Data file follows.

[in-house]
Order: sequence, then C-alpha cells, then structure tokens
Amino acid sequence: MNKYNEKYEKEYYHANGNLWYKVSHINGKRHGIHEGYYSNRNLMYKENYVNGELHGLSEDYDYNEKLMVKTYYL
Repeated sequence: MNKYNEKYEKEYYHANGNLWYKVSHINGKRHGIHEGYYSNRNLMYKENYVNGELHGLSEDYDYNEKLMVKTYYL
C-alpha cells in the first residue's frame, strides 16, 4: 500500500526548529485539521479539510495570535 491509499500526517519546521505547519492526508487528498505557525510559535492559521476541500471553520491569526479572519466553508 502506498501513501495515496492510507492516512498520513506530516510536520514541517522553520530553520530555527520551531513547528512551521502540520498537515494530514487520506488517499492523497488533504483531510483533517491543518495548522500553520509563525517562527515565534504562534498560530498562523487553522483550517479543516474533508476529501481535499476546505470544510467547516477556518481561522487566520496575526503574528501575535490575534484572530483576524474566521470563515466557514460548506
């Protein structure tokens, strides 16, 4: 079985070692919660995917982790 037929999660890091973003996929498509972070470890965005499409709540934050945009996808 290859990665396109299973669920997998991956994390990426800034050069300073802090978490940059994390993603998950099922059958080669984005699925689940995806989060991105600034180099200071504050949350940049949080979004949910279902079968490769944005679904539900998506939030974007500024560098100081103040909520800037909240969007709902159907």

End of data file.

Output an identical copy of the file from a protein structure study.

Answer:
[in-house]
Order: sequence, then C-alpha cells, then structure tokens
Amino acid sequence: MNKYNEKYEKEYYHANGNLWYKVSHINGKRHGIHEGYYSNRNLMYKENYVNGELHGLSEDYDYNEKLMVKTYYL
Repeated sequence: MNKYNEKYEKEYYHANGNLWYKVSHINGKRHGIHEGYYSNRNLMYKENYVNGELHGLSEDYDYNEKLMVKTYYL
C-alpha cells in the first residue's frame, strides 16, 4: 500500500526548529485539521479539510495570535 491509499500526517519546521505547519492526508487528498505557525510559535492559521476541500471553520491569526479572519466553508 502506498501513501495515496492510507492516512498520513506530516510536520514541517522553520530553520530555527520551531513547528512551521502540520498537515494530514487520506488517499492523497488533504483531510483533517491543518495548522500553520509563525517562527515565534504562534498560530498562523487553522483550517479543516474533508476529501481535499476546505470544510467547516477556518481561522487566520496575526503574528501575535490575534484572530483576524474566521470563515466557514460548506
């Protein structure tokens, strides 16, 4: 079985070692919660995917982790 037929999660890091973003996929498509972070470890965005499409709540934050945009996808 290859990665396109299973669920997998991956994390990426800034050069300073802090978490940059994390993603998950099922059958080669984005699925689940995806989060991105600034180099200071504050949350940049949080979004949910279902079968490769944005679904539900998506939030974007500024560098100081103040909520800037909240969007709902159907």